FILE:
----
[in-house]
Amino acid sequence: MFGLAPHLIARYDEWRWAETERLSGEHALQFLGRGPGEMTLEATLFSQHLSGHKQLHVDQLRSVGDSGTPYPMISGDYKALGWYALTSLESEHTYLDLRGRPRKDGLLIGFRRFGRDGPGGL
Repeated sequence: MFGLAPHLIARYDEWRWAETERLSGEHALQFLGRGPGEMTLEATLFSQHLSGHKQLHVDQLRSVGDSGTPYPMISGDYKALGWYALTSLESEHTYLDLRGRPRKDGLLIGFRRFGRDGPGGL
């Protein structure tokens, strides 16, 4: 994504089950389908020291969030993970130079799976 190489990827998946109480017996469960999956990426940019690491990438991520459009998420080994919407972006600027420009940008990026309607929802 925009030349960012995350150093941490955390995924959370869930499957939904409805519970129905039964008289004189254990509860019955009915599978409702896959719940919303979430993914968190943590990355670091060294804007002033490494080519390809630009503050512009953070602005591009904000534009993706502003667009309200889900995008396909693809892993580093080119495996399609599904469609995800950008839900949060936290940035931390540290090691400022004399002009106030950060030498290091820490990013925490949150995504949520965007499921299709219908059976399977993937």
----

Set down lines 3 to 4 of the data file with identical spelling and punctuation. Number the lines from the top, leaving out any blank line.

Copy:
Repeated sequence: MFGLAPHLIARYDEWRWAETERLSGEHALQFLGRGPGEMTLEATLFSQHLSGHKQLHVDQLRSVGDSGTPYPMISGDYKALGWYALTSLESEHTYLDLRGRPRKDGLLIGFRRFGRDGPGGL
């Protein structure tokens, strides 16, 4: 994504089950389908020291969030993970130079799976 190489990827998946109480017996469960999956990426940019690491990438991520459009998420080994919407972006600027420009940008990026309607929802 925009030349960012995350150093941490955390995924959370869930499957939904409805519970129905039964008289004189254990509860019955009915599978409702896959719940919303979430993914968190943590990355670091060294804007002033490494080519390809630009503050512009953070602005591009904000534009993706502003667009309200889900995008396909693809892993580093080119495996399609599904469609995800950008839900949060936290940035931390540290090691400022004399002009106030950060030498290091820490990013925490949150995504949520965007499921299709219908059976399977993937």